Opponent walks off court in New Hampshire tennis final, forfeits championship
MANCHESTER (N.H.) — Sunday Swett didn’t know it, but she had just reached her goal.
Swett, a Bow High senior and the No. 2 seed, won the first set in Tuesday’s girls singles tournament final, 6-4, and was waiting for the second set to begin when her opponent, top-ranked Brianna Leonard of Bishop Guertin, walked off the court.
“I thought it was a bathroom break and when everyone started cheering I thought it was more like, ‘First Set! Keep it going!’ And I was kind of like, thank you, but I’ve got to stay focused here,” Swett said. “But she just picked up her stuff and left.”
Leonard’s family felt the environment at The Derryfield School was too hostile, so they encouraged Brianna to leave. When she did, she was disqualified, and Swett had the state title she’s been aiming at for four years. Swett wished she could have played a second set, but she wouldn’t let the bizarre end ruin her mood or the moment.
“Absolutely not, it’s still the same work,” Swett said. “It was her choice. I’m not going to let it dampen my happiness.”
The tension in the Leonard camp began when she was penalized a point for arriving late to her semifinal match, which she still won easily, 6-1, 6-4, against her BG teammate, Jennifer Dai. The uneasiness built when Leonard slipped during the final and asked for the tournament directors to clean up some kind of mess. And while the majority of the crowd was pulling for Swett, there didn’t seem to be any unreasonable or unsportsmanlike cheering during the final, although that was not how the Leonards felt.
“They thought the crowd was over the top, cheering for their daughter’s faults and things like that,” first-year BG Coach Barry Ndinya said.
But when asked if he thought the crowd was over the top, Ndinya said, “That’s sports, right? You can have the crowd cheering for you or against you, you have to deal with it.”
“I’ve never experienced some of the things that we’ve had here today,” said NHIAA Executive Director R. Patrick Corbin, who happened to be at the site for all the proceedings. “It’s just unfortunate, and I’ve never seen it in tennis. I played tennis in college and I’ve been doing these matches for years. (Tournament director) Steve (Laro) does them at the collegiate level and this is the first time he’s ever seen something like this. It’s just unfortunate for everyone involved.”
While Swett was also surprised with the ending, she wasn’t shocked that Leonard brought drama to the match.
“I’ve played her before (including a 6-0, 6-1 loss to Leonard in last year’s quarterfinals), and, not to be mean, but I know she has an attitude, and I was ready to put up with it,” Swett said, “but this brought it to a whole new level.”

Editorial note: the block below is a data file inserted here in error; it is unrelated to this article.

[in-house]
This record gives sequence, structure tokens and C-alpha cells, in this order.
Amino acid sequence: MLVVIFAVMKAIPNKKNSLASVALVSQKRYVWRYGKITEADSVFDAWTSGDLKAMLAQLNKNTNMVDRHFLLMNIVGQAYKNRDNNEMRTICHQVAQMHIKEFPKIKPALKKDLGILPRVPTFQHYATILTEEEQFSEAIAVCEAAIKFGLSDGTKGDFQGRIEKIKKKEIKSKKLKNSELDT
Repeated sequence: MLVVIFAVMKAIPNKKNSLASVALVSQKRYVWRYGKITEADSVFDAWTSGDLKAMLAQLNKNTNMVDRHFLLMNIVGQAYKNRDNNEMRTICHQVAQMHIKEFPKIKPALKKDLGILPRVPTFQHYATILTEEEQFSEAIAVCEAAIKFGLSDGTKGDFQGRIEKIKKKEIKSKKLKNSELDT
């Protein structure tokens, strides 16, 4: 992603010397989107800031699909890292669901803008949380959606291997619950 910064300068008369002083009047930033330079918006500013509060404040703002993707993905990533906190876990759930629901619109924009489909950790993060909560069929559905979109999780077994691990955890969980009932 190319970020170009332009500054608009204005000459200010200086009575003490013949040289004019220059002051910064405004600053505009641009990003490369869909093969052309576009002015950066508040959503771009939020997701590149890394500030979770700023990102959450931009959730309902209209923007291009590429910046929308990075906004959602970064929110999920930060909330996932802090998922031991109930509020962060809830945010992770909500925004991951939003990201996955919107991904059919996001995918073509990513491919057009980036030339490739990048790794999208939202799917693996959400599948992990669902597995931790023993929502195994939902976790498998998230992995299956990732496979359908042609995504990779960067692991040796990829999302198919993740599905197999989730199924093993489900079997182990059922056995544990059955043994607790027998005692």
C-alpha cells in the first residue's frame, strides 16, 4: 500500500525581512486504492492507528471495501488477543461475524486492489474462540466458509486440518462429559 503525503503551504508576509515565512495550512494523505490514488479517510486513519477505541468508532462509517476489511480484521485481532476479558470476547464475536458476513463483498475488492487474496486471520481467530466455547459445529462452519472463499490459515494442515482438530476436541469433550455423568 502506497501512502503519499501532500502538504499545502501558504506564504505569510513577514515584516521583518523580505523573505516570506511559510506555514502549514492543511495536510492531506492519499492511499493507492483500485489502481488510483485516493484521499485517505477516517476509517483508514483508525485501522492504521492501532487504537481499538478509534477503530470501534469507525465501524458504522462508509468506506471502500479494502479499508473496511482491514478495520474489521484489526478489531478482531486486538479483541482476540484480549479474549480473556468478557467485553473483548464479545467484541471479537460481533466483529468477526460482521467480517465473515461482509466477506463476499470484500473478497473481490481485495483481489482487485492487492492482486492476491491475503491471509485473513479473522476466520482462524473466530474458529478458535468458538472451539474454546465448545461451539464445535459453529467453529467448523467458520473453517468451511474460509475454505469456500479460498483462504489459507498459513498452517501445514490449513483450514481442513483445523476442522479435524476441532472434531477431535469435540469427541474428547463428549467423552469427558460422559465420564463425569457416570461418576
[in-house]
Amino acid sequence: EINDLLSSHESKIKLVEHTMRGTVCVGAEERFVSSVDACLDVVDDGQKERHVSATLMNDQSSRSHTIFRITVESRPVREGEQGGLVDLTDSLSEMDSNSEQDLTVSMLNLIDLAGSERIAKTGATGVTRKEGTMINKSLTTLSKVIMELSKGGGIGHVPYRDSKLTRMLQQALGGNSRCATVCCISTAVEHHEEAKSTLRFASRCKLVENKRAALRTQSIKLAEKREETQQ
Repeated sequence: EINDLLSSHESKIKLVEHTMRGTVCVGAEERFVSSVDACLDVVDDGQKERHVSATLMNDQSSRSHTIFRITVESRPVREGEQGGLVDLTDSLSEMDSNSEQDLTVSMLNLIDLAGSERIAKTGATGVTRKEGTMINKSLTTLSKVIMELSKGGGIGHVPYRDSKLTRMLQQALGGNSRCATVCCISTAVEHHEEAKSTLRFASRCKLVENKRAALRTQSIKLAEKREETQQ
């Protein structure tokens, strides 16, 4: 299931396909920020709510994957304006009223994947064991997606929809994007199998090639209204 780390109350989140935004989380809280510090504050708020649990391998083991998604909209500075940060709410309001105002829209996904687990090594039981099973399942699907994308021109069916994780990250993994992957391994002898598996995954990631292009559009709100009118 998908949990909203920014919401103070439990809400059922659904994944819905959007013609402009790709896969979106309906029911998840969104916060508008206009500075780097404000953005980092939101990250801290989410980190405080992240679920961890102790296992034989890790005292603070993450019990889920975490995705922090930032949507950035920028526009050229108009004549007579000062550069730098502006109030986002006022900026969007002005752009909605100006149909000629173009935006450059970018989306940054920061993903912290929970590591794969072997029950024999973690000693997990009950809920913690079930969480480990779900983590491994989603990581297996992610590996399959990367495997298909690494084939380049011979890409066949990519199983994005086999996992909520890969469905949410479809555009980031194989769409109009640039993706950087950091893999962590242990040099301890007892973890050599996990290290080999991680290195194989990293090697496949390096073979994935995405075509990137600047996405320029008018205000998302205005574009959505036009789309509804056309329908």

Swett also brought her game to a new level this year, adding more patience and savvy to her hyper-aggressive tactics. That paid off in her first match of the day, a commanding 6-1, 6-4 win against Londonderry’s Cassie Burbine. Swett charged the net at every chance, knocking off volley winners or forcing Burbine into errors. Even when she stayed on the baseline, Swett was able to overpower Burbine with booming forehands.
Swett kept attacking in the final, but Leonard handled the pressure, broke Swett in the fourth game and took a 3-1 lead. But Swett countered with more depth on her ground strokes and more patience during points to break back.
Leonard slipped during the next game and the tense interchange between player and tournament officials seemed to rattle the BG senior, who hadn’t lost a match this season before yesterday. Swett held that game and broke Leonard in the next to take a 4-3 lead. The two then exchanged breaks to give Swett a 5-4 lead and a chance to serve out the first set.
Swett fell behind 0-40, but then pulled herself out of the hole with some huge serves, including an ace to fight off one game point and an unreturned first serve to claim the game, set and, ultimately, the match.
“It’s hard for me to stay in the moment, that’s probably one of my biggest things mentally,” Swett said. “But right there and then it was kind of like, just take each point as it comes, don’t think about the future, just be right here, and it ended up working.”
“It’s an unfortunate way for it to end because they’re both such good tennis players,” Bow Coach Jonsey Rainville said. “I wish it could have gone the extra set, but the result would have been the same. Sunday was the better player today.”